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Publication numberUS5048046 A
Publication typeGrant
Application numberUS 07/564,736
Publication dateSep 10, 1991
Filing dateAug 6, 1990
Priority dateSep 27, 1989
Fee statusLapsed
Also published asDE3932254A1
Publication number07564736, 564736, US 5048046 A, US 5048046A, US-A-5048046, US5048046 A, US5048046A
InventorsWolfgang Welsch, Hans Krueger, Klemens Huebner, Rudolf Haeusler
Original AssigneeSiemens Aktiengesellschaft
Export CitationBiBTeX, EndNote, RefMan
External Links: USPTO, USPTO Assignment, Espacenet
Cathode and cathode mount for a gas laser
US 5048046 A
Abstract
A gas laser is provided having a cathode which is essentially tubularly designed and surrounds an end of a laser capillary which faces toward it. The cathode has a tube termination which serves the purpose of protecting tube parts situated there behind from the plasma of the laser. It surrounds a beam passage opening which insures that the laser beam can pass through in unattenuated fashion. This beam passage opening can be made smaller and the shielding can thus be improved since an extension of the mount for the optical elements of the laser projects into the interior of the laser, and the cathode is fixed to the extension at least in a radial direction. The invention is particularly suited for helium-neon lasers.
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Claims(14)
We claim as our invention:
1. A gas laser tube structure, comprising:
a housing tube having first and second end pieces at opposite ends thereof terminating said housing tube;
the second end piece having a mounting means attached thereto for attachment of an optical element, said mounting means having a bore;
a capillary as a discharge channel adjacent said first end piece and positioned in said housing tube;
a substantially cylindrical cathode in the housing tube, said cathode surrounding an end of the capillary within the housing tube, and said cathode having a tube termination spaced in an axial direction from an end face of the capillary, said tube termination having a beam passage opening;
said mounting means having an extension projecting into an interior of the housing tube;
said cathode having a retaining tube extending from a region of the tube termination in a direction facing away from the capillary end face and towards said mounting means, and means for connecting said cathode retaining tube to said extension and for supporting said cathode retaining tube by said extension; and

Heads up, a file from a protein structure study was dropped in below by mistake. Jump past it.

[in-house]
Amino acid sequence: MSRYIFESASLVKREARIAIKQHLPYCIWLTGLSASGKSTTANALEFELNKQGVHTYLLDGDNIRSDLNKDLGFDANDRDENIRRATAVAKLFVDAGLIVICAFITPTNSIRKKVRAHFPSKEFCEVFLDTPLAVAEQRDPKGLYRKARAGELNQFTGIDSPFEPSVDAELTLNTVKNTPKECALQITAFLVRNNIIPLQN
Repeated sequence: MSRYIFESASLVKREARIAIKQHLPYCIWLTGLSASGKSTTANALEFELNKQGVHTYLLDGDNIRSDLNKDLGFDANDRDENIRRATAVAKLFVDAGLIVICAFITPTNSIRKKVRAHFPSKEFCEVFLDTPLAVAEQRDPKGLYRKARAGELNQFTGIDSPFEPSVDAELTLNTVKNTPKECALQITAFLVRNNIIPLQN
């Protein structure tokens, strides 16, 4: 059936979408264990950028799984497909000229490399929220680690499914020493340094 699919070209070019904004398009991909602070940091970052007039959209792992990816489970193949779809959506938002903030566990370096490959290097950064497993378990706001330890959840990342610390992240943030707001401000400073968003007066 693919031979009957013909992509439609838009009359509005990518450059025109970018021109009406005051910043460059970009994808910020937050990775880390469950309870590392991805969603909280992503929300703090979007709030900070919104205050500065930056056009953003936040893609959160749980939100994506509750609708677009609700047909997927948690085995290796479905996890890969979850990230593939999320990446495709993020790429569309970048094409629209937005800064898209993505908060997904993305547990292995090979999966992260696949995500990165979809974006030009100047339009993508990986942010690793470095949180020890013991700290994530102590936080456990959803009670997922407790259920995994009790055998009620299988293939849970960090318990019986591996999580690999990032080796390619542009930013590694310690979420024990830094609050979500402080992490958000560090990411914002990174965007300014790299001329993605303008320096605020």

said beam passage opening of said tube termination being smaller than said bore of said mounting means and said beam passage opening of the tube termination being positioned between said mounting means and said capillary end face so that plasma passing through the beam passage opening during operation is kept away from walls of the bore.
2. A gas laser tube structure according to claim 1 wherein the retaining tube has a same outside diameter as an outside diameter of the cathode surrounding the capillary; a toothed disk being secured to the extension such that teeth of the disc lie on a circle concentric with the extension; and the toothed disk being received into the retaining tube.
3. A gas laser tube structure according to claim 1 wherein the extension has an annular groove; the retaining tube has its inside diameter corresponding to an outside diameter of the extension so that it fits closely to the extension and is slipped thereover; at least one depression is provided in the retaining tube in a radial direction in a region of the annular groove; and spring means for pressing into said depression.
4. A gas laser tube structure according to claim 3 wherein the retaining tube has slots proceeding in an axial direction from an end face thereof so as to form flexible lamellae; the depression being annular; and the spring means being an annular spring which when not heated cannot substantially bend the lamellae formed by the slots but which produces an adequate contact pressure between the lamellae and the extension at a soldering temperature for soldering the end piece to an end of the housing tube.
5. A gas laser tube structure according to claim 1 wherein the tube termination has an annular region in a proximity of the beam passage opening, said annular region being substantially perpendicular to a longitudinal axis of the capillary.
6. A gas laser tube structure according to claim 1 wherein at least one resilient support means is provided for said cathode in radial traction relative to the housing tube; and a spring power of the support means being set such that a weight of the cathode and second end piece with the mounting means is sufficient to allow a slippage of the cathode relative to the housing during a soldering process as the second end piece is glass-soldered to the end of the housing tube.
7. A gas laser tube structure according to claim 6 wherein the resilient support means is a springy undular washer which is positioned in a deformation of the cathode formed radially inwardly in a direction towards its longitudinal axis.
8. A gas laser tube structure according to claim 6 wherein the support means comprises a spring bent in a substantially rectangular shape and which is positioned in slots of the cathode that lie opposite one another relative to a longitudinal axis of the cathode, said spring pressing against the housing tube.
9. A gas laser tube structure according to claim 1 wherein the mounting means attached to the second end piece comprises an easily workable steel.
10. A gas laser tube structure, comprising:
a housing tube having first and second end pieces at opposite ends thereof;
the second end piece having a mounting means attached thereto and having a bore therein;
a capillary as a discharge channel adjacent said first end piece and positioned in said housing tube;